• Geez, McQ.
            I didn’t make up REPs.  It is a common military term.
            And I make no attempt to define it.  I’d agree, in fact, with your points about the muddle of MOSs that are defined by the military as “non-combat”…for the most part.  Kinda depends on the facts, does it not?
            Is a IP at Ft. Rucker a “war-fighter”?  Maybe not in that posting.  Is a base MP at Ft. Sam Houston in combat?  Is a procurement Spc. 4 in DC?
            Are the conditions of their service, billeting, or free-time lives the same…even similar to people in combat theaters?  Are all those MOSs the same in a given combat theater?
            That  does not disparage what they do.  As you will note if you read what I wrote with less hyperventilation.
            Which, on this topic, seems to be too much for you.
            And, yeah, I DO think we need to listen to the MAJORITY (and even the minority) of people who VOLUNTEER in the combat arms, instead of telling them to STFU.

          • You know Rags, like many military specific terms you have to earn the right to use ’em.

            And yes, they’re all ‘war fighters’. Just like the kid who flies the boom on KC10 at 3am over the Persian Gulf gassing up a sortie of F15 Strike Eagles is a war fighter. No KC10 and no kid on the boom, no F15s on the target. And that SP4 in DC doing procurement – check out the ordnance that Strike Eagle is carrying – he got it there. War fighting is a team effort – all the way back to the IP at Rucker. They call combat arms the tip of the spear. Well guess what, the tip doesn’t do crap without the rest of the spear.

            As for hyperventilation – I saw nothing in my writing that appears any more hyperventilated than yours. And whining about “red fogs” and “hyperventilation” doesn’t do a thing to enhance or better your arguments. That’s teenage yahoo groups nonsense and it doesn’t impress me in the least.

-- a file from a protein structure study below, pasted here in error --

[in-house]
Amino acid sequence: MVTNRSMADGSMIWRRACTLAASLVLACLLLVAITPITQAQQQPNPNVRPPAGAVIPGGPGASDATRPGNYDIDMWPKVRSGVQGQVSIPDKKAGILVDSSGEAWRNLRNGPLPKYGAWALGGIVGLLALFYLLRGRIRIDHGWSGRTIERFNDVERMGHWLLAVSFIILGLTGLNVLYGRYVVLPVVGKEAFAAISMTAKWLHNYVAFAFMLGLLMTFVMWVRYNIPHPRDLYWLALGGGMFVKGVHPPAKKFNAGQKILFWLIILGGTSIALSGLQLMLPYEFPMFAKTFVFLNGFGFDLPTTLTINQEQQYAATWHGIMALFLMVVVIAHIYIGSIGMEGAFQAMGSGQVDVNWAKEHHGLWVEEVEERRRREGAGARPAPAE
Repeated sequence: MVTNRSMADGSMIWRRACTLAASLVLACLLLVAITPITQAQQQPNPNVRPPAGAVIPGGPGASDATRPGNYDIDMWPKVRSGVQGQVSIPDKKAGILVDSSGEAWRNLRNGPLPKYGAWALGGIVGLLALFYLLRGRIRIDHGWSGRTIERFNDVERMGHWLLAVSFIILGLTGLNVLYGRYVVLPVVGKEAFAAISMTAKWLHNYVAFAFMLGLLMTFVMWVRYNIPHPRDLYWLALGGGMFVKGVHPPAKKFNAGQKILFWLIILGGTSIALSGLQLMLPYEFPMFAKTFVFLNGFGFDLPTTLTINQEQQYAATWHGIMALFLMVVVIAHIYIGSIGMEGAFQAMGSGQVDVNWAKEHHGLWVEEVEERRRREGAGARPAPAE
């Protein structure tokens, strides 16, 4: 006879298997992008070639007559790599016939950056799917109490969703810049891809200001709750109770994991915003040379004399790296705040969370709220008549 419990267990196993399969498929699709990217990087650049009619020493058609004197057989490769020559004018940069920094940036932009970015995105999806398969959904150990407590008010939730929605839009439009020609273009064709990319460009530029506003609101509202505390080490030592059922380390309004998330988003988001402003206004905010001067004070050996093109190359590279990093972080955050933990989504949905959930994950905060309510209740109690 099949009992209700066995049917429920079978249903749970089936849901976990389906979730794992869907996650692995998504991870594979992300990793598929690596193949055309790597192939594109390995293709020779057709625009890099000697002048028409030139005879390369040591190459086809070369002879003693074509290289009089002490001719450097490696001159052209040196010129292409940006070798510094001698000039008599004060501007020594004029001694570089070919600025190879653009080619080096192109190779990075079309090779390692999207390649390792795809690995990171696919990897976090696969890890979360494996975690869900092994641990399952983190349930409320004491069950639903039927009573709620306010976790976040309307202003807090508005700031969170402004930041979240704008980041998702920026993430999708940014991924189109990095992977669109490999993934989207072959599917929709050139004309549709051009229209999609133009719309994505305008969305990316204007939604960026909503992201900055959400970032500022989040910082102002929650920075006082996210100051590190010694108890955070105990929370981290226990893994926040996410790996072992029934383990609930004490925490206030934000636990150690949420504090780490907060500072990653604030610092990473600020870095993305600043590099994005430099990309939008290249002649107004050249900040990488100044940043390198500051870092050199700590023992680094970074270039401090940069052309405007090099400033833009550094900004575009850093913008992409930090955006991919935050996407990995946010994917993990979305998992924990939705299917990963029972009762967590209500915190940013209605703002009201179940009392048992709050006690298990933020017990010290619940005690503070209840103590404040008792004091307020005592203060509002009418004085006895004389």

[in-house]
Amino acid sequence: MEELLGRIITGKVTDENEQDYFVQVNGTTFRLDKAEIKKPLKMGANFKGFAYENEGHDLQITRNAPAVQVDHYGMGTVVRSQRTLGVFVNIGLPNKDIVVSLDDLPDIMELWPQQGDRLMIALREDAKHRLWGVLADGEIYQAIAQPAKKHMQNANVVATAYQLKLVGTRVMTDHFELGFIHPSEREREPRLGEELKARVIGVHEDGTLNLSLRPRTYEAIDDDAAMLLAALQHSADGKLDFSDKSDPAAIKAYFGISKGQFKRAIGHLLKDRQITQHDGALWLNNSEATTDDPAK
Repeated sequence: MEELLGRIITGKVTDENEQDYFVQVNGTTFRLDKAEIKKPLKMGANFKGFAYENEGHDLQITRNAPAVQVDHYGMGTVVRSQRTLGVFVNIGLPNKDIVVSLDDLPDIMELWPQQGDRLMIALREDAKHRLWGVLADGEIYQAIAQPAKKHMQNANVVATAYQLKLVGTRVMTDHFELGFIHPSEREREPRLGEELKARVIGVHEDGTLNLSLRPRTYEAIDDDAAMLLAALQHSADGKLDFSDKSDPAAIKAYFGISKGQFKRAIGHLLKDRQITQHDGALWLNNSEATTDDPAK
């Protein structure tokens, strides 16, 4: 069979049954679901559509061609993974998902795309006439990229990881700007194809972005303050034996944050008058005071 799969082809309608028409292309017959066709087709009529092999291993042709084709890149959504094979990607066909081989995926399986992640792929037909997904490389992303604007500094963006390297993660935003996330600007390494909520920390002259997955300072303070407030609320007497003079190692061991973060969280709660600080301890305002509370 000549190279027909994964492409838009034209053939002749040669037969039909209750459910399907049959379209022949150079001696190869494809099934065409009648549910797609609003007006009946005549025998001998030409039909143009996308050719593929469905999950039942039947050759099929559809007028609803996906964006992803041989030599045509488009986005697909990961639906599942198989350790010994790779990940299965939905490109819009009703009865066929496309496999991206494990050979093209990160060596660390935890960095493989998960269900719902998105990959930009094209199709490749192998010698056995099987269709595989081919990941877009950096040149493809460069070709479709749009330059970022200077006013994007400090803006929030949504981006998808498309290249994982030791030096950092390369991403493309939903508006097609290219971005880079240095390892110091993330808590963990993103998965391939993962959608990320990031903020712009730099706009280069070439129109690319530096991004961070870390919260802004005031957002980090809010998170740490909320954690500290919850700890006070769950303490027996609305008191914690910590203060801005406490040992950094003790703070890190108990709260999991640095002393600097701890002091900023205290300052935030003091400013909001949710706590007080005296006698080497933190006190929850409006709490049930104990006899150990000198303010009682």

And your rather peculiar way of attempting to define “who counts” is, well, fairly funny. Is the issue of gays being able to open serve going to be any different in Germany than in Ft. Sam Houston — or Kandahar Air Base for that matter? Of course not — that’s why they surveyed the “military” all of it – everywhere – not just the “killers”. The fact that you really don’t like the results doesn’t change them – so you’re into rationalization by way of marginalizing those who don’t support the outcome you prefer.

            Finally – no one is telling the “combat arms” to STFU. They’ve spoken. And 89% of the Army and 84% of the Marines in combat arms said “no big deal”. You keep avoiding that. That’s a majority where I come from.

          • McQ, you’ve lost any objectivity you ever had on this topic.
            See one FATAL flaw of the survey you love so much?
            I do.
            In what environment were the questions asked, and answered?

          • Heh…
            And I noticed you ignored the testimony from one of the “killers”. Let’s try it again:
            From testimony:
            As one special operations fighter told the Committee, “We have a gay guy [in the unit]. He’s big, he’s mean, and he kills lots of bad guys. No one cared that he was gay.”
            Full of crap? Outlier? Not representative? Or does it pretty well reflect the same thing the survey says – to include combat arms?

            Actually, I noted that it proves that gay folks SUCCESSFULLY serve now.  But you can’t even seem to read what folks are writing through that red fog.

          • Yes they do successfully serve – and the dirty little secret is they’re successfully serving as known gays.

            That’s kind of the point, isn’t it Rags?

          • Yeah.  Mine.
            Don’t fix what ain’t broke.
            Under DADT, it is APPARENT that IN THAT ENVIRONMENT, gay people are tolerated just fine.
            Which is what the survey REPORTS, and why it is FATALLY FLAWED.

          • Well, hell, Bruce…
            I guess you’ll never have any credibility if you use legal or scientific terms in posts in the future, since you maintain that nobody but you (and other career military types) get to use terms (accurately, in context) in common coinage.
            “War-fighters” is another one.  I didn’t make it up, and I used it as it is used in the military.